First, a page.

The landscape looks poorly -- rather like the 'dobes! There were some birds at Hart's Basin. We found about 25 American white pelicans (just swimming along), one white-faced ibis, four or so western grebe, a bunch of coots, and loads of the usual too-plentiful Canada geese.
As we drive away, the contrast between Vela's irrigated fields on our left, and the 'dobe hillside on the right is striking. Amazing what a little water can accomplish! And equally amazing is the hillside just beyond the road, for it is a golden-hued, thick with blooming cactus! We stop and admire them. What a marvelous display! Most of them are a bright yellow although I've seen red ones in the past.
These charming little fellows are properly known as Opuntia polycantha. In long ago Greece, the scientist, Theophrastus, used this name, but we don't know which plant he was describing! Oh well. The term polycantha means "many+spines." If you look closely, you can see the shadows of the "glochids" on the cactus pads. These innocent looking little spots are filled with tiny spines, felt before they are seen and extremely painful to humans. I remember picking them out of my husband's back when he accidentally backed up into an Opuntia! Never happened again!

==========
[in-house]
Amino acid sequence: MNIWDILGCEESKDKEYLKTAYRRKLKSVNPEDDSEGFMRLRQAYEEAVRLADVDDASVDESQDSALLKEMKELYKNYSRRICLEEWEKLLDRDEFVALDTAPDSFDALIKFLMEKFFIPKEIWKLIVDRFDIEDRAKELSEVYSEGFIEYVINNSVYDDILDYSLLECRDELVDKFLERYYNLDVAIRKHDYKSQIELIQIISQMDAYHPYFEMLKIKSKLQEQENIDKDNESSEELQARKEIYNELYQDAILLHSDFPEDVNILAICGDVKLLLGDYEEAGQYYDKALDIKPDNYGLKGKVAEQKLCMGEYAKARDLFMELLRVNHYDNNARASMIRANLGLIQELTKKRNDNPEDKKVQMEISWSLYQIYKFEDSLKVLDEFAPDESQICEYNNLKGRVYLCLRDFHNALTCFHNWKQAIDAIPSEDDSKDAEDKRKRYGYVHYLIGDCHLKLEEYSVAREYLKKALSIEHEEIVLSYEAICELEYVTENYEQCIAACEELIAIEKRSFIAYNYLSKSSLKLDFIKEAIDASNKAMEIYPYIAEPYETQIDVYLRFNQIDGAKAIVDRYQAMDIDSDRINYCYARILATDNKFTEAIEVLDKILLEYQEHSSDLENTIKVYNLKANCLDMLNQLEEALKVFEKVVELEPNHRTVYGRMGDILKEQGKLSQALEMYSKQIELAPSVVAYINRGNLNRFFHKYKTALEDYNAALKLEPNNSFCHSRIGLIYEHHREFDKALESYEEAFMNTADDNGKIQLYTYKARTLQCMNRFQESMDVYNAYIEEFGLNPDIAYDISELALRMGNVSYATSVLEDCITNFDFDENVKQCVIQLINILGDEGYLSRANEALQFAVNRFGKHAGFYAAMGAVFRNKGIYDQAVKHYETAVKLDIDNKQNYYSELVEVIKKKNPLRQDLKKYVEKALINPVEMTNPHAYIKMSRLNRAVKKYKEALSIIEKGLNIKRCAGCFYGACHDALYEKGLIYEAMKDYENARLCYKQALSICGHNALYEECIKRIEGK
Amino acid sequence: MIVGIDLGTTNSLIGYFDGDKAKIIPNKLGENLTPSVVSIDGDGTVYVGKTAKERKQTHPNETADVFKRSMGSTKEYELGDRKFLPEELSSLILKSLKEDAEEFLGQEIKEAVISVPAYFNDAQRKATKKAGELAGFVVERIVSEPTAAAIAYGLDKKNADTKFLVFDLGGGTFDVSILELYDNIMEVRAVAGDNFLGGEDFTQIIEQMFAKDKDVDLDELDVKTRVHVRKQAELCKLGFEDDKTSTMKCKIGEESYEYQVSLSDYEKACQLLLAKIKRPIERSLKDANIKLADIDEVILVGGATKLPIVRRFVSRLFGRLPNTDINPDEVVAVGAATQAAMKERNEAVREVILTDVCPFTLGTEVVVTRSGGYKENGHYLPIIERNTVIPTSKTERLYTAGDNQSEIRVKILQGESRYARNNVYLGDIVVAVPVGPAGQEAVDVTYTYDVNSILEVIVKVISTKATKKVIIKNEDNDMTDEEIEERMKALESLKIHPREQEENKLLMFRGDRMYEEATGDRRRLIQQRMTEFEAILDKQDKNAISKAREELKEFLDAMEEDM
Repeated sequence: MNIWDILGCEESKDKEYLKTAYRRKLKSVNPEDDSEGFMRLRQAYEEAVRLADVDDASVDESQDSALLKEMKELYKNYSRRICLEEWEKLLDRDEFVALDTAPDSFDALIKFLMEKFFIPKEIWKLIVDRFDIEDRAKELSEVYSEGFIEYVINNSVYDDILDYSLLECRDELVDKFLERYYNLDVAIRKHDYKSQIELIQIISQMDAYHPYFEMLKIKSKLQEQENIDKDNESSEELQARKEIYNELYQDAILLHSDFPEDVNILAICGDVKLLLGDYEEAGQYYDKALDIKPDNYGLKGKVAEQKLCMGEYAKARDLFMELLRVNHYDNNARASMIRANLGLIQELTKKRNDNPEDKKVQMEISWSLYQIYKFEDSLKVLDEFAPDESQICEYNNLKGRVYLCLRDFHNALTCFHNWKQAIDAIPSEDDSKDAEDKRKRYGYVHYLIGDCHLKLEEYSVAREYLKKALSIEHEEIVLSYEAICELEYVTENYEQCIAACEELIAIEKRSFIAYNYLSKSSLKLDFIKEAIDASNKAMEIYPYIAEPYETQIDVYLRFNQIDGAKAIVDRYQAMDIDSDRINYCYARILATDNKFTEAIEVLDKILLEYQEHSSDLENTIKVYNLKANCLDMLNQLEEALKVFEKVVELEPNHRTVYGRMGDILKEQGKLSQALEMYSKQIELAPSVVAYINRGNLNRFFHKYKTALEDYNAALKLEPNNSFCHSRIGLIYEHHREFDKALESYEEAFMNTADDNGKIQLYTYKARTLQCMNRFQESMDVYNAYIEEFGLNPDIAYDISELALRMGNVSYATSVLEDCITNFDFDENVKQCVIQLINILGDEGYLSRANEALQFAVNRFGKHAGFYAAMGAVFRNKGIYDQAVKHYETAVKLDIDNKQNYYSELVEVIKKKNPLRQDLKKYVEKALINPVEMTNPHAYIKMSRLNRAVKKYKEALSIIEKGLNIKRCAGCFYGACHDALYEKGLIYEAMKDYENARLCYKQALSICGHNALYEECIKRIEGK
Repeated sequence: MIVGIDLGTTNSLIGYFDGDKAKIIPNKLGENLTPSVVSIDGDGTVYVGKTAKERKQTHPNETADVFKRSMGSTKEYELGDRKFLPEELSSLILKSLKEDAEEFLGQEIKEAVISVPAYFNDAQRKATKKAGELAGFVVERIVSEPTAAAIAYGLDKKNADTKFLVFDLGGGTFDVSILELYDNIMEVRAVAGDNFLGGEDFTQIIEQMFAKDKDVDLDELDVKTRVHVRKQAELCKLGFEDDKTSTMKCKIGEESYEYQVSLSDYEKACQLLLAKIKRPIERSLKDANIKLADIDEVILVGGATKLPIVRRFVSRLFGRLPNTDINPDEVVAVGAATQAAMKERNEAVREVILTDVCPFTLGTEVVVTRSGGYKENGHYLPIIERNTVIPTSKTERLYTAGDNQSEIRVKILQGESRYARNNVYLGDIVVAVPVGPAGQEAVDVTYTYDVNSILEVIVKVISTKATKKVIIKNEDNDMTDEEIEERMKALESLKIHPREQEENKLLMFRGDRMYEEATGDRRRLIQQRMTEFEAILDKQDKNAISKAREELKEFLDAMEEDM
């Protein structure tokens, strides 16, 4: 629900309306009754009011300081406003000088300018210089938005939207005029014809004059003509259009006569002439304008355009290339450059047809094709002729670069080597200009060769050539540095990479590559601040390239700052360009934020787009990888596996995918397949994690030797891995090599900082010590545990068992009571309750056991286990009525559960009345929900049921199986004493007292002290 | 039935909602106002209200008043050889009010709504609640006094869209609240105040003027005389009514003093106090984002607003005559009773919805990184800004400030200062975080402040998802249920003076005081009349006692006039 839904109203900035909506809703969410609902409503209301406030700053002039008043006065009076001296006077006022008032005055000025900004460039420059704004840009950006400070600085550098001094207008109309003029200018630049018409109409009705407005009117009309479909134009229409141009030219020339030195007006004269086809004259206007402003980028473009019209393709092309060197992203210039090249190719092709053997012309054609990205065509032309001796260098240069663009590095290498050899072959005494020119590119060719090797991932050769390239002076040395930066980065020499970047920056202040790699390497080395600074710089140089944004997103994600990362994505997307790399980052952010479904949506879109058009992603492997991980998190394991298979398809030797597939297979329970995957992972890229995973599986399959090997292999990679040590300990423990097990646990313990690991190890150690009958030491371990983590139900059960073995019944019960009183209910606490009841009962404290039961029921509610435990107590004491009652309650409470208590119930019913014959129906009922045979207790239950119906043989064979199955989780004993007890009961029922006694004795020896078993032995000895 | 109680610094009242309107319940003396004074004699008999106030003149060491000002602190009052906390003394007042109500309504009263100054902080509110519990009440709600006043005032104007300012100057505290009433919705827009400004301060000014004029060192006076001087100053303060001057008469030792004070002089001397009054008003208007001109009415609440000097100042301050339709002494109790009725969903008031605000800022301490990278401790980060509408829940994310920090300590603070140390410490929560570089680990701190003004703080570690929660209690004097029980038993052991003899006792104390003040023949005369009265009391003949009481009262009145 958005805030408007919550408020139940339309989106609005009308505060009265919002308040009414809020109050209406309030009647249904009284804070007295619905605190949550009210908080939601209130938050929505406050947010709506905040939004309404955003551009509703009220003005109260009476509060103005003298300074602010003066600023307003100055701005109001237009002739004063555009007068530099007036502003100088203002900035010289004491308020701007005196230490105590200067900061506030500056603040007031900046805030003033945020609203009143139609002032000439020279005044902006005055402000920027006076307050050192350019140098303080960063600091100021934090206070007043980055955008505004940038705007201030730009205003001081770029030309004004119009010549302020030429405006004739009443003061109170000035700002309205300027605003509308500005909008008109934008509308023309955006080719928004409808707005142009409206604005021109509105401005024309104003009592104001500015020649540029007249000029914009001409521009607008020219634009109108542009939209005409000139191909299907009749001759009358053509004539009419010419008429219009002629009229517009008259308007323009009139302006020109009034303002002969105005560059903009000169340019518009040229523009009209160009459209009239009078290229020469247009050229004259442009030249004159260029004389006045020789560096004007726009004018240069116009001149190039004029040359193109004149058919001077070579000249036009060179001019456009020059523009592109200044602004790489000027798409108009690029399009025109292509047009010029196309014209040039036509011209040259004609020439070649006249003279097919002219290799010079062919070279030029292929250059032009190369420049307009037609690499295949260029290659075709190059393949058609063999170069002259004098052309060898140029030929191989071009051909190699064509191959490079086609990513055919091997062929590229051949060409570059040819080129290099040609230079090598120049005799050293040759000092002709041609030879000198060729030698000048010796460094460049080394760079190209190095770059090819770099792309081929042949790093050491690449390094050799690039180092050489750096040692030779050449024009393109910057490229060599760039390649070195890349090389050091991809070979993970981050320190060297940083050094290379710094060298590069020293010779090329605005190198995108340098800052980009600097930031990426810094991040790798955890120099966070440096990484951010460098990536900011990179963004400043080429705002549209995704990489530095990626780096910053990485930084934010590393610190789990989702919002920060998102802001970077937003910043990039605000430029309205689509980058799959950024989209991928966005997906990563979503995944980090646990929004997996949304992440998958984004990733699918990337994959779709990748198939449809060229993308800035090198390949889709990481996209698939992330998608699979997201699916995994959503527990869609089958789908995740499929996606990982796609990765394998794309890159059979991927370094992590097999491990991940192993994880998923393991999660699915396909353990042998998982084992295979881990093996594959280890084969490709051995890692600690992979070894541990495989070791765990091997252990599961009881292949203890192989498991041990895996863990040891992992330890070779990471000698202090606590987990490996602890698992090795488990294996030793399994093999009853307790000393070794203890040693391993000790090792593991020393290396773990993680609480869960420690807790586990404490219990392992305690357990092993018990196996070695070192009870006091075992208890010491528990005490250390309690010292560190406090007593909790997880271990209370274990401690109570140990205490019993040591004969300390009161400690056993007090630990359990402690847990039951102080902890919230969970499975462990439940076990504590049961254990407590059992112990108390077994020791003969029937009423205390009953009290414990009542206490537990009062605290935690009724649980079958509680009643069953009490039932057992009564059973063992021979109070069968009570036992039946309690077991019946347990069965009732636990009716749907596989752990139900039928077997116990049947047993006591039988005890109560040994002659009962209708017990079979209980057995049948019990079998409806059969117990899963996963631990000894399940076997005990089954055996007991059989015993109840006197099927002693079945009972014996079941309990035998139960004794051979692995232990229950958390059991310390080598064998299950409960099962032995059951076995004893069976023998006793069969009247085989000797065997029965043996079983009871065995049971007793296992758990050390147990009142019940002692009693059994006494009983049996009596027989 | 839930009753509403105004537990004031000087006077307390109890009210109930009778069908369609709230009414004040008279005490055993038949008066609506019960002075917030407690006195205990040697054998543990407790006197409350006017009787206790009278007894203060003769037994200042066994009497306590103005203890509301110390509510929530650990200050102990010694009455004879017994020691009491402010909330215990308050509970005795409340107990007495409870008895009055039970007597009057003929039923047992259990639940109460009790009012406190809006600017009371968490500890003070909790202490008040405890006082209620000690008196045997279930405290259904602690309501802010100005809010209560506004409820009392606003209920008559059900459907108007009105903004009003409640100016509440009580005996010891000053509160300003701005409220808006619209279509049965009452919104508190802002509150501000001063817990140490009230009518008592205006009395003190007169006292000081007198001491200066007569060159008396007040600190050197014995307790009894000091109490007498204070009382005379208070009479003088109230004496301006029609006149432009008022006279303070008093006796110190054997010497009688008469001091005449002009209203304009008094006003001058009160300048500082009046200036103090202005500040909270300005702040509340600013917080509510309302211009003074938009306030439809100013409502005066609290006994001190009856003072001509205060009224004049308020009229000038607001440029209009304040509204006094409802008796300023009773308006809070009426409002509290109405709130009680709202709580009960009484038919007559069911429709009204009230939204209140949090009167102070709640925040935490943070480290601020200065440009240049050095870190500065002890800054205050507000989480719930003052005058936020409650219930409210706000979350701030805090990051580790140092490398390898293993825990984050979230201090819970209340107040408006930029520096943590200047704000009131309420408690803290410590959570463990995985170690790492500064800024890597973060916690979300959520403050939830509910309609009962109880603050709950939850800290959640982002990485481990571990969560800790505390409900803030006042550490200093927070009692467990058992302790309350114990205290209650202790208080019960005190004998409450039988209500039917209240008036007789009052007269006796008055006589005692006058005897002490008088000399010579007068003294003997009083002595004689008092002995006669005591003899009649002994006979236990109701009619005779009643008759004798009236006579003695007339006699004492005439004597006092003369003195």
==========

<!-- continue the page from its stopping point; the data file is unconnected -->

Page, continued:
Notice the grayish tone to the photo. What you see is cheat grass gone to seed. This invasive species of grass can be found across North America. It burns very rapidly and very hot. I've read of concerns for the desert flora to our south with the creosote bushes being threatened by their fire.
Another cactus should be considered: Opuntia fagilaris or potato cactus. This plant breaks apart very easily and often hybridizes with ours. Opuntias can come in yellow, orange, red, pink and any color in between and Weber suggests that this may result from the potato cactus hybridizing with other species.
The flowers of our cactus are short-lived. Enjoy them while you can.